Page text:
THE SAATCHI GALLERY
07 July - 30 October, Modern Painters
Albert Oehlen is awarded the role of swaggering and capricious gang-leaser in the second instalment of Saatchi's painting odyssey. His pathological brand of stylistic sampling infects the work of the younger participants who employ more understated methods by which to reiterate the artifices of paint and representation. In Mirages of Steel (2003) Oehlen mimics the mechanical processes of airbrushing in the rendering of glowing red bulbs, and then spoils his efforts with muddy washes and scrubbings. Such violent turns emphasize the jarring collage effect that has become his trademark weapon of compositional destruction. Dirk Skreber typically combines the alienating distance of aerial photography with a monochrome palette as a means to dislocate the viewer. In his largest painting, Untitled (2003) Skreber simulates the vertiginous sensation that occurs when watching the ground shrink from view during a takeoff, as a sprawling shopping mall is reduced to the scale of a model. The mechanics of gravity are again evident in other examples where tendrils of paint float up from trees and rooftops as if they had been displaced to the bottom of an ocean.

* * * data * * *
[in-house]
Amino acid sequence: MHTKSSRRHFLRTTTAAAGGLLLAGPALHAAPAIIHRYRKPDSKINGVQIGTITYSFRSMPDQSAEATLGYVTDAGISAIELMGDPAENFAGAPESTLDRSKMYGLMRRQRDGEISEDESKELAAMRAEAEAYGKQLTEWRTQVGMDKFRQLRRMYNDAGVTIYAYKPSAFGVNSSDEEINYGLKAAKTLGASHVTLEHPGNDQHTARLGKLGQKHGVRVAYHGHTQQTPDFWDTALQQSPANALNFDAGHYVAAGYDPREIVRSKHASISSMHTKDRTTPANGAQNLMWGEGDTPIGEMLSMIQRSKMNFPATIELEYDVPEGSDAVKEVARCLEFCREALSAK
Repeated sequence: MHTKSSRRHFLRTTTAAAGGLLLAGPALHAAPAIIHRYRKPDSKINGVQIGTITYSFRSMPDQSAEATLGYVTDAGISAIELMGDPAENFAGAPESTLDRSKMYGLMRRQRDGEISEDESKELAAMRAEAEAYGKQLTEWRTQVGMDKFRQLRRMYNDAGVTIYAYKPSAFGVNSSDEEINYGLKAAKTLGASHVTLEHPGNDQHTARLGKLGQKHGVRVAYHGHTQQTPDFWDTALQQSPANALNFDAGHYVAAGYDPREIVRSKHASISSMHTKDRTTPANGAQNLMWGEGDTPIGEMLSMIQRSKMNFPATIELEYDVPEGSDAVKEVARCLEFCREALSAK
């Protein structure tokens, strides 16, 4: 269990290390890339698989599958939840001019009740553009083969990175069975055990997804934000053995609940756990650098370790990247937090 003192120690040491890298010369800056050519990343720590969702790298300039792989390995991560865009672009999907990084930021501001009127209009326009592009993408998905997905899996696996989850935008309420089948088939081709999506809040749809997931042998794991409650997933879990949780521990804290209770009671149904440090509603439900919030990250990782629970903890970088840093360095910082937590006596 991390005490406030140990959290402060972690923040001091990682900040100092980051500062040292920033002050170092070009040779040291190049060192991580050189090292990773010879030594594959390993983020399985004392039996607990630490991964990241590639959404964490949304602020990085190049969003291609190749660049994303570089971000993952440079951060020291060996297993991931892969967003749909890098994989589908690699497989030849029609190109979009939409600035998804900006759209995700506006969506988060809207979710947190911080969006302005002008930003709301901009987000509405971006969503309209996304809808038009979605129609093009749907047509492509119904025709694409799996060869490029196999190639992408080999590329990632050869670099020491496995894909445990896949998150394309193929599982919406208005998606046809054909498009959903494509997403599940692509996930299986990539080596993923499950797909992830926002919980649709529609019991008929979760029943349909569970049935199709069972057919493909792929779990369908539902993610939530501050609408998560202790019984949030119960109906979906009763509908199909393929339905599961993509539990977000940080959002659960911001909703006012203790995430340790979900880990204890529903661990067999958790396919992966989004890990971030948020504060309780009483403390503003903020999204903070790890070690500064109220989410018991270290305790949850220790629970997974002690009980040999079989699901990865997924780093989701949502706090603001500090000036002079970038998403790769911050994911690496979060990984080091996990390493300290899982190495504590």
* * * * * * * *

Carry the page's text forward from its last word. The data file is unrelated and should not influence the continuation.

Wilhelm Sasnal, the youngest of the six artist features, represents Poland in the otherwise distinctly German affair. Like Skreber, Sasnal favours the monochrome and frequently uses it to reduce found images to semantically hollow logos. In Car (2002) he deftly changes tact. Rendering the modulations of light on the rear of an ominous and futuristic vehicle using a quasi-photorealistic technique.